Both the Alamo and The Saga show are free, but advanced tickets are required to enter the Alamo’s Spanish Chapel.

Also free are admissions to the four other missions, established by the Franciscan missionaries, which together are a UNESCO World Heritage Site — the only UNESCO site in Texas. They are Missions Concepcion, San Jose, San Juan, and Espada, that all preserved and maintained by the The National Park Service through an agreement with the Archdiocese of San Antonio and the state of Texas. (The Alamo was established in 1718 as Mission San Antonio de Valero, but is maintained as a memorial to Texas independence.)

Besides visiting the Alamo, I also toured the Mission San Jose, just a 15-minute drive from downtown. This active parish, which still holds Sunday mass in the church, was once a fortified village that also had a farm and ranch, and provided housing for the indigenous people who were converted to Catholicism and taught to live as Spaniards by the Franciscan friars.

“We meet regularly with mission descendants,” said Paul Lathrop, chief of interpretation and education for the San Antonio Missions National Historical Park. “What happened to these people is they became San Antonians. They are everywhere in this neighbourhood in particular. They speak a different language and many of them have a different religion than they did 300 years ago but they’re still here.”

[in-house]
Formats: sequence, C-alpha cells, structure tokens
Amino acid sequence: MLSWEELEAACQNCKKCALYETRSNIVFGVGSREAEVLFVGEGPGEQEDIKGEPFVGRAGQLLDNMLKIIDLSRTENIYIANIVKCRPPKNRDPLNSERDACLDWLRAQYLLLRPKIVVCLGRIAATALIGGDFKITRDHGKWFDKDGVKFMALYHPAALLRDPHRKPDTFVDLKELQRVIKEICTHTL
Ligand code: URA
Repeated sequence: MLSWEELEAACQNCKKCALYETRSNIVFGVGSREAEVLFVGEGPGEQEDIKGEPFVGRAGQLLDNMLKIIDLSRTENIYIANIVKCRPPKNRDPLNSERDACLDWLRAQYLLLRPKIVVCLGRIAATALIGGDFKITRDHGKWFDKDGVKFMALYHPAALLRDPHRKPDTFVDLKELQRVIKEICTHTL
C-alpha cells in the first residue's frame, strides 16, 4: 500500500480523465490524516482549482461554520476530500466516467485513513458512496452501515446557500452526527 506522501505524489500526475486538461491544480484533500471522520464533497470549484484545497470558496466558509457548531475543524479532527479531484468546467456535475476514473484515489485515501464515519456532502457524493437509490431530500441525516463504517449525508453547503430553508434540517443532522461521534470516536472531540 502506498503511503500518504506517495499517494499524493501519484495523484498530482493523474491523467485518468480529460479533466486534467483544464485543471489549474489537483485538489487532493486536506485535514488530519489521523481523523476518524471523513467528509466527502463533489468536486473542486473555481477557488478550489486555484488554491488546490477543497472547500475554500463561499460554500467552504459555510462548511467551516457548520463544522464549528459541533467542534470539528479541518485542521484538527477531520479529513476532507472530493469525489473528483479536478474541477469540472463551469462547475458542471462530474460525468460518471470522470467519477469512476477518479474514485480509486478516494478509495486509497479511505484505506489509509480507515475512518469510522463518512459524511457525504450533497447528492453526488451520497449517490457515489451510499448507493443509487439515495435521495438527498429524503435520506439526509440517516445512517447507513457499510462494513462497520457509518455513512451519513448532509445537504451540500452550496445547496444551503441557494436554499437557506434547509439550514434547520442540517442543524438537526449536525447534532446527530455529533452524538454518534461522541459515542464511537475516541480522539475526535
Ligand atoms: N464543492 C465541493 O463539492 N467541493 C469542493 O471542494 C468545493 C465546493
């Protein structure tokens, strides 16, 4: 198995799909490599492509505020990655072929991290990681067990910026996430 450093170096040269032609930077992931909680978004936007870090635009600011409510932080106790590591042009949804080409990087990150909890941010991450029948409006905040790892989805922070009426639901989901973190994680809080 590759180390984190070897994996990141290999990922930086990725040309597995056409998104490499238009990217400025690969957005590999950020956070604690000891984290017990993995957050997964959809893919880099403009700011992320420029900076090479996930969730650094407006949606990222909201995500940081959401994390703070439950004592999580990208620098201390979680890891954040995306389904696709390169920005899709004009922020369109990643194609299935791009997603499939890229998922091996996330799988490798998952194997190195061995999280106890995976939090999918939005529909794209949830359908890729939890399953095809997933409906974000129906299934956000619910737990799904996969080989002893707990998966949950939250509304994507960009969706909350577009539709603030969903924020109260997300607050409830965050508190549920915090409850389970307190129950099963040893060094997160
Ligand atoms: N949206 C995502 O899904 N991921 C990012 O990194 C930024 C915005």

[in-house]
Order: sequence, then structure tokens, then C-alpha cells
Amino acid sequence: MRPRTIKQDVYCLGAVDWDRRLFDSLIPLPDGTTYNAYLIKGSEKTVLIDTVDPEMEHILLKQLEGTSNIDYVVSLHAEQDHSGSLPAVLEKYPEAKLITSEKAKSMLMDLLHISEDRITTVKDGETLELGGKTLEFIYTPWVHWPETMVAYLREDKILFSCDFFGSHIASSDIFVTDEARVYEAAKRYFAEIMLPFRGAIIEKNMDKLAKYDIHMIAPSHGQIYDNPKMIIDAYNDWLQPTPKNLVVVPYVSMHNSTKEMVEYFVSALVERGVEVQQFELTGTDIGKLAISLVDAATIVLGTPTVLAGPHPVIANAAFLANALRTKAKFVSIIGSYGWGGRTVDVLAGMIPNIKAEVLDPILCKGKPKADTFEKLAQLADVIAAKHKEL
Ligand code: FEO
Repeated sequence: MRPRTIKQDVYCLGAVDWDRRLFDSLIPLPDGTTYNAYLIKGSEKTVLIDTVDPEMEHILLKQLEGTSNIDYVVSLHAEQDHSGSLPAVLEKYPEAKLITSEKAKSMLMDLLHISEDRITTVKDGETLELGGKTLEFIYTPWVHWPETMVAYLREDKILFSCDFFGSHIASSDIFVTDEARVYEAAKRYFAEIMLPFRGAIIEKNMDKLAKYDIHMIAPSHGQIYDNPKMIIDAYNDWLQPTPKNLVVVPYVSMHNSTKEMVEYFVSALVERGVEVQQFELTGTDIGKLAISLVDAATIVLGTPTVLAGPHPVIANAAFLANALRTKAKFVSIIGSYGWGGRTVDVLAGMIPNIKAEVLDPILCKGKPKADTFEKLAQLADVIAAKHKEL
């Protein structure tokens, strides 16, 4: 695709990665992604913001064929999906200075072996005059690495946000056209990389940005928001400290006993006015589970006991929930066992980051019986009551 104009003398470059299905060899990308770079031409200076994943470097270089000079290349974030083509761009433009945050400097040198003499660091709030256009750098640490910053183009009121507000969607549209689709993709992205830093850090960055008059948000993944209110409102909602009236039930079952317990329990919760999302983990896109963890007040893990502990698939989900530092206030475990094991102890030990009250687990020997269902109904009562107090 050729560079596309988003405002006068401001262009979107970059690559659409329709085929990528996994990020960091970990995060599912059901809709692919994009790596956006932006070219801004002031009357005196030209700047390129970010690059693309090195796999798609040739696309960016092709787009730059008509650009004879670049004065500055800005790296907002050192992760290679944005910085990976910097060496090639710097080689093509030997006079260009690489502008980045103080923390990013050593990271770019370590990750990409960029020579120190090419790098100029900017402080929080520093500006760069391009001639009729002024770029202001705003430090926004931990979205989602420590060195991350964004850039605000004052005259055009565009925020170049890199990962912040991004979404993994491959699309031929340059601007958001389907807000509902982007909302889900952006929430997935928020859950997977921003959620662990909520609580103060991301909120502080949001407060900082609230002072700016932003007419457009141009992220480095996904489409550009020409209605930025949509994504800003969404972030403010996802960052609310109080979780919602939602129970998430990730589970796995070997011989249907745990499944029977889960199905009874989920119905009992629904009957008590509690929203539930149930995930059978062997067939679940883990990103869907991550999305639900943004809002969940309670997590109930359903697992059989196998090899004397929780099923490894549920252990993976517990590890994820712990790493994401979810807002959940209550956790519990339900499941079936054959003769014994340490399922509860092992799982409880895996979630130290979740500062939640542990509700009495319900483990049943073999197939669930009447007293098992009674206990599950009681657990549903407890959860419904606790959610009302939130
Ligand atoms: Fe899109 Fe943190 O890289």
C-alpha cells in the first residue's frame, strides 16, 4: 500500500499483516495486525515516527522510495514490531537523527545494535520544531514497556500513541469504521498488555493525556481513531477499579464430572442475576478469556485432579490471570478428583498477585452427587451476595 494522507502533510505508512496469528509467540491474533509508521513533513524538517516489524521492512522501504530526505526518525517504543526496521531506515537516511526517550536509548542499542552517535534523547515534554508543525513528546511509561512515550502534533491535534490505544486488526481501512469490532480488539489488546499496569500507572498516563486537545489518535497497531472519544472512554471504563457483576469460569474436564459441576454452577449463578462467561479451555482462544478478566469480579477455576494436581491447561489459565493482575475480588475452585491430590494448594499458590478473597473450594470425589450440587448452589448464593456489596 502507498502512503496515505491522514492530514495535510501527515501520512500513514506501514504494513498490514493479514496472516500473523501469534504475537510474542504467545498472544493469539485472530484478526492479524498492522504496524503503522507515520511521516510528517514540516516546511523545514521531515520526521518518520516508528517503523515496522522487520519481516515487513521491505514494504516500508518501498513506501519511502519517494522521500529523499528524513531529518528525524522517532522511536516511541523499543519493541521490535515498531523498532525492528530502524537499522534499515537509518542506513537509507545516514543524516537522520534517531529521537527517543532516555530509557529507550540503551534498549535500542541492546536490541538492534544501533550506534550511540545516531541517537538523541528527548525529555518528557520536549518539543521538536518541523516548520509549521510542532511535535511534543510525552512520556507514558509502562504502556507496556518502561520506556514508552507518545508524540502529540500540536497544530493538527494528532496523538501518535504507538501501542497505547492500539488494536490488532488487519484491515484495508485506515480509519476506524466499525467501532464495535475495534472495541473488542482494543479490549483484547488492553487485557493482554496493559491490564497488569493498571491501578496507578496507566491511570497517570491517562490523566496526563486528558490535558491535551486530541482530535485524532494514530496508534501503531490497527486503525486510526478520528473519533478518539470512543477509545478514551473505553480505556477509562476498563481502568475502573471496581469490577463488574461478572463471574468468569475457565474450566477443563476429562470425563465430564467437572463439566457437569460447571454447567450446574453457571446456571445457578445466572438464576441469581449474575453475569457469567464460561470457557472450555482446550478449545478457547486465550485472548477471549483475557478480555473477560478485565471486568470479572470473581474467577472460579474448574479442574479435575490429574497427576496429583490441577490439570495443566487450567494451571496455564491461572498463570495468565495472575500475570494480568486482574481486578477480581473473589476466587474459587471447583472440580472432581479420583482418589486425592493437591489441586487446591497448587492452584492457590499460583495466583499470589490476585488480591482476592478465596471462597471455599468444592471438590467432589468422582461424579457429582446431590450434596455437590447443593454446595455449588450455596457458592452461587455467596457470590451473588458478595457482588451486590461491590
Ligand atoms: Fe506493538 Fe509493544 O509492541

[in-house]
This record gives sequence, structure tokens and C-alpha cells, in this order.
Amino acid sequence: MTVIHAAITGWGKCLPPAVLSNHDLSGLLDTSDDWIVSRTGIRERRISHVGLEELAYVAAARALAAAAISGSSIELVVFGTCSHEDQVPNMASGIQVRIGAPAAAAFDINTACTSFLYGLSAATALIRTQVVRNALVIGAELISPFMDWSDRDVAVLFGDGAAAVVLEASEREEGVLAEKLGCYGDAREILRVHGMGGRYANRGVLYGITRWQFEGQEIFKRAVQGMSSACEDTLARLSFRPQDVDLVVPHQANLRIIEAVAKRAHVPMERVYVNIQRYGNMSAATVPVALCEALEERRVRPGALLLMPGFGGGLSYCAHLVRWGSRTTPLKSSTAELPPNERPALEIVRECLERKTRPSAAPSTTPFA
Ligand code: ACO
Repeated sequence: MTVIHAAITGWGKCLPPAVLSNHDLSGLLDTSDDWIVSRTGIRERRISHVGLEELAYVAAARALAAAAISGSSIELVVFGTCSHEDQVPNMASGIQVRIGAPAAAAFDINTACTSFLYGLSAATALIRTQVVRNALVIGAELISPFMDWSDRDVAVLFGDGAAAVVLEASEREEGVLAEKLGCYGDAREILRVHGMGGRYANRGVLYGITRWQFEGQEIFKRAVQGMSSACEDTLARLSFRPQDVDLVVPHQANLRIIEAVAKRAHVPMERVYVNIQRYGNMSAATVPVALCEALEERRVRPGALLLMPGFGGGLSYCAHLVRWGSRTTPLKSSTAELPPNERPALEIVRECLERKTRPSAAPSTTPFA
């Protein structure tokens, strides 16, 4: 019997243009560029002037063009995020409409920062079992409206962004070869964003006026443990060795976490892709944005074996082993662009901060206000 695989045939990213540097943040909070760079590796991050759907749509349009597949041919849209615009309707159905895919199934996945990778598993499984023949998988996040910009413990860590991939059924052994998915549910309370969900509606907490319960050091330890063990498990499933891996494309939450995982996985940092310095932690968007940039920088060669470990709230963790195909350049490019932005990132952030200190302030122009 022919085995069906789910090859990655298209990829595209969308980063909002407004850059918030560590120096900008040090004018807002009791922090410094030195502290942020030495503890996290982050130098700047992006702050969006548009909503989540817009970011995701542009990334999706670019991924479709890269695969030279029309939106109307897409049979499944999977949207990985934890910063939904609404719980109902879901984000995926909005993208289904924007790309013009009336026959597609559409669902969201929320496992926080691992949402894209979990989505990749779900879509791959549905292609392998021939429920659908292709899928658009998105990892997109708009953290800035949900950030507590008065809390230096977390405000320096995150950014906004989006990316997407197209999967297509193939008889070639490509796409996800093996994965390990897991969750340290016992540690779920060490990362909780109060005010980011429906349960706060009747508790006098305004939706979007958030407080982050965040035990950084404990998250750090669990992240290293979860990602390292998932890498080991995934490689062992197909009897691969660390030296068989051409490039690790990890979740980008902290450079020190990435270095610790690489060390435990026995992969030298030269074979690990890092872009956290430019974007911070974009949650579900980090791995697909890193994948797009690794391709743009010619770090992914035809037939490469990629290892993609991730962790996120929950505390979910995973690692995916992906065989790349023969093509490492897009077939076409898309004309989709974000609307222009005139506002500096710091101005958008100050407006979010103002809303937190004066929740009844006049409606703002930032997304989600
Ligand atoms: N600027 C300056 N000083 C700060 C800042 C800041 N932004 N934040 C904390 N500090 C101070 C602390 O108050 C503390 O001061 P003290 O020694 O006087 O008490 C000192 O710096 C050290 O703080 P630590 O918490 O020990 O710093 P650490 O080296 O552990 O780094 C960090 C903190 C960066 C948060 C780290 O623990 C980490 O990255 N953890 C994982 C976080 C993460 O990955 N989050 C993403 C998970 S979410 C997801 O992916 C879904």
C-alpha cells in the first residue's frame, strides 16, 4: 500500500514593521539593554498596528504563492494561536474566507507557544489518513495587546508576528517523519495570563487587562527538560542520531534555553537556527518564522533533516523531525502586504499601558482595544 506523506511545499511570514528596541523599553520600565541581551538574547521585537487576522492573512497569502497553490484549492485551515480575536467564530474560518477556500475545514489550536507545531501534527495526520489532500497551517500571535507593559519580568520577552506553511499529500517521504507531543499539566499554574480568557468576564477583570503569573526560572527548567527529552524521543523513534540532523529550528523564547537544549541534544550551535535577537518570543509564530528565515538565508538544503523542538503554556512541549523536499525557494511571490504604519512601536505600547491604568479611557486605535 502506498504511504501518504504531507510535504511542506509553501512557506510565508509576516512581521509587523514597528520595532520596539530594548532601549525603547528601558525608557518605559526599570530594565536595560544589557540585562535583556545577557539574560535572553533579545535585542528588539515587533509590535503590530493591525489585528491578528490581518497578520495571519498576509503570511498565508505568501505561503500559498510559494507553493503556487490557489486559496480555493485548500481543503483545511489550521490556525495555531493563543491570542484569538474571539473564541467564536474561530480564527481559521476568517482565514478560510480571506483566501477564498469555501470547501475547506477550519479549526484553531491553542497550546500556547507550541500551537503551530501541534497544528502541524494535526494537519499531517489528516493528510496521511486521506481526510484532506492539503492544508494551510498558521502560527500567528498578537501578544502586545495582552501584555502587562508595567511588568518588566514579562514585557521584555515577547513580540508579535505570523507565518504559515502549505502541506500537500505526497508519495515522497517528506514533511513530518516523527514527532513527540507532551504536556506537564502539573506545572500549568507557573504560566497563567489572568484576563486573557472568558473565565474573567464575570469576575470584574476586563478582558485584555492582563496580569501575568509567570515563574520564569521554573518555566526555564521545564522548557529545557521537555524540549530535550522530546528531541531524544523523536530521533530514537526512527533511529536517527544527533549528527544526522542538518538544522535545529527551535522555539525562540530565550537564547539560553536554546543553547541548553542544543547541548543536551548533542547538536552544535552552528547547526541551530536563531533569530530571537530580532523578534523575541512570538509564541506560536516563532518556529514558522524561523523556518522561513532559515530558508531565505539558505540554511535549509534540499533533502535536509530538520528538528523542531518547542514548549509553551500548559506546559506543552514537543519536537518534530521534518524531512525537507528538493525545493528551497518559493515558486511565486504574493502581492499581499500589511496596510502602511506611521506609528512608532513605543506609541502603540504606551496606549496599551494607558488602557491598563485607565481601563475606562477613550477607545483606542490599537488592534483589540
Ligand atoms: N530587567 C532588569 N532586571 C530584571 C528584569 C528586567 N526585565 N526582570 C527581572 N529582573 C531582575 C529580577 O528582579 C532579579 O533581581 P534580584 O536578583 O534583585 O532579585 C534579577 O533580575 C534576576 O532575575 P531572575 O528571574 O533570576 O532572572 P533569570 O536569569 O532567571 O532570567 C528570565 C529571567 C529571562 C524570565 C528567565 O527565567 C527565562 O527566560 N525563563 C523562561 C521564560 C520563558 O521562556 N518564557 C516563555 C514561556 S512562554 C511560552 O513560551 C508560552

San Antonio is indeed a blend of many cultures, including indigenous people, Mexican Indians, Spanish settlers and German immigrants, who give this vibrant city a distinct flavour, particularly when it comes to local food.

From Tex-Mex and authentic Mexican food to German schnitzel, the local food culture is all about down home cooking with traditional, simple food prepared with flavourful spices and seasonings. Great food can be found everywhere from simple cantinas to upscale restaurants. (One of my favourite meals was vegetarian tacos from a food truck parked outside the San Fernando Cathedral).

It’s no surprise the city was named a Creative City of Gastronomy by UNESCO in 2017 (only one of two U.S. cities to get the designation).

Another of San Antonio’s top tourist attractions is the River Walk, which is lined with restaurants, hotels, bars, shops and even museums, like the San Antonio Museum of Art downtown.

This 24-km network of walkways, just below street level along the San Antonio River, allows visitors a different way to explore the city. I would walk its pathway and over bridges to get to the convention centre since my hotel, The Hyatt Regency San Antonio, was conveniently located on the River Walk, near the Alamo.

I also took the 35-minute guided tour of the River Walk, the 5.5-km downtown centre loop on a pink, electric river barge, with GO RIO but you can also buy a ticket for a hop-on, hop-off experience, to travel at your leisure, visiting the 15 stops along the river.